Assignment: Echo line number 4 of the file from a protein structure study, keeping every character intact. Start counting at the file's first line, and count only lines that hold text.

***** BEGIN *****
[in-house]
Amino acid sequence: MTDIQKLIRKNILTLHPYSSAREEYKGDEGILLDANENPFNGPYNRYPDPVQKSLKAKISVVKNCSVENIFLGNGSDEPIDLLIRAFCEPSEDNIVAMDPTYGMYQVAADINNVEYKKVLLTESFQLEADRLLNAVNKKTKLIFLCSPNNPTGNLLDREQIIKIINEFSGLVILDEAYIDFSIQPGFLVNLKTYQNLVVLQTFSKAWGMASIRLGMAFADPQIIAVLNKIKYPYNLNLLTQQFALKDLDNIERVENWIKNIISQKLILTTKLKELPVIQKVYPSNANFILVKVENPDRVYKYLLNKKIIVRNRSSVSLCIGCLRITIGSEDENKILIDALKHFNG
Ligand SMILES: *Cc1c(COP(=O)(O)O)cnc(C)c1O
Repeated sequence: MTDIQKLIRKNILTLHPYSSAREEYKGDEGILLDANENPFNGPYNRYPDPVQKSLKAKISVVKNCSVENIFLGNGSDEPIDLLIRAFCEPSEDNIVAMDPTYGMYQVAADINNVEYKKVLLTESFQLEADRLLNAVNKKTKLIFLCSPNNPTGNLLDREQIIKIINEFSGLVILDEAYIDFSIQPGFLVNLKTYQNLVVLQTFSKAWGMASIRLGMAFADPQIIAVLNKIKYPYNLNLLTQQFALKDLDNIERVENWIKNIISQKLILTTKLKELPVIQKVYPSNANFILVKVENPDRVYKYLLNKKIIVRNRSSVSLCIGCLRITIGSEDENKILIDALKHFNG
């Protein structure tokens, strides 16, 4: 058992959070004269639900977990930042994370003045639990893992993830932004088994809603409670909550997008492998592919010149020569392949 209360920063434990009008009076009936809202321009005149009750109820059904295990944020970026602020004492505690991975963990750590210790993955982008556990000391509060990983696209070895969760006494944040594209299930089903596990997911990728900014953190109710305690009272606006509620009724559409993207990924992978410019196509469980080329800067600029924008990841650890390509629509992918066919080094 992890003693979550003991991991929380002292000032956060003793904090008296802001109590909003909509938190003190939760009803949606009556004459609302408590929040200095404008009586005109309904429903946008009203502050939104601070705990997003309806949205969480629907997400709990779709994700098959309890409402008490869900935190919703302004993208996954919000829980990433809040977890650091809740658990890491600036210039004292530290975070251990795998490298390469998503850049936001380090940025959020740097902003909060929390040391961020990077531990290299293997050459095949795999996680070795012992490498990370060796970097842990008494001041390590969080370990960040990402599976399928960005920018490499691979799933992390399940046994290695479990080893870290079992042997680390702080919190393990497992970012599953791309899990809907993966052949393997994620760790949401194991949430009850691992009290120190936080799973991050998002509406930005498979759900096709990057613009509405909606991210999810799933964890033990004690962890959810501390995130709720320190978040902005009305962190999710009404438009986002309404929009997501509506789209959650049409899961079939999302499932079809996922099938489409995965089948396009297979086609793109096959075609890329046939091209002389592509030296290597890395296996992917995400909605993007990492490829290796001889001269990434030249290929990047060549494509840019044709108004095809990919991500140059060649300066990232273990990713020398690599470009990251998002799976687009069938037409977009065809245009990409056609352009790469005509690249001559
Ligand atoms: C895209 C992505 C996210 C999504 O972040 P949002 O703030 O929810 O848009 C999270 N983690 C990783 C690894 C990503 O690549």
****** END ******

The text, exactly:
Repeated sequence: MTDIQKLIRKNILTLHPYSSAREEYKGDEGILLDANENPFNGPYNRYPDPVQKSLKAKISVVKNCSVENIFLGNGSDEPIDLLIRAFCEPSEDNIVAMDPTYGMYQVAADINNVEYKKVLLTESFQLEADRLLNAVNKKTKLIFLCSPNNPTGNLLDREQIIKIINEFSGLVILDEAYIDFSIQPGFLVNLKTYQNLVVLQTFSKAWGMASIRLGMAFADPQIIAVLNKIKYPYNLNLLTQQFALKDLDNIERVENWIKNIISQKLILTTKLKELPVIQKVYPSNANFILVKVENPDRVYKYLLNKKIIVRNRSSVSLCIGCLRITIGSEDENKILIDALKHFNG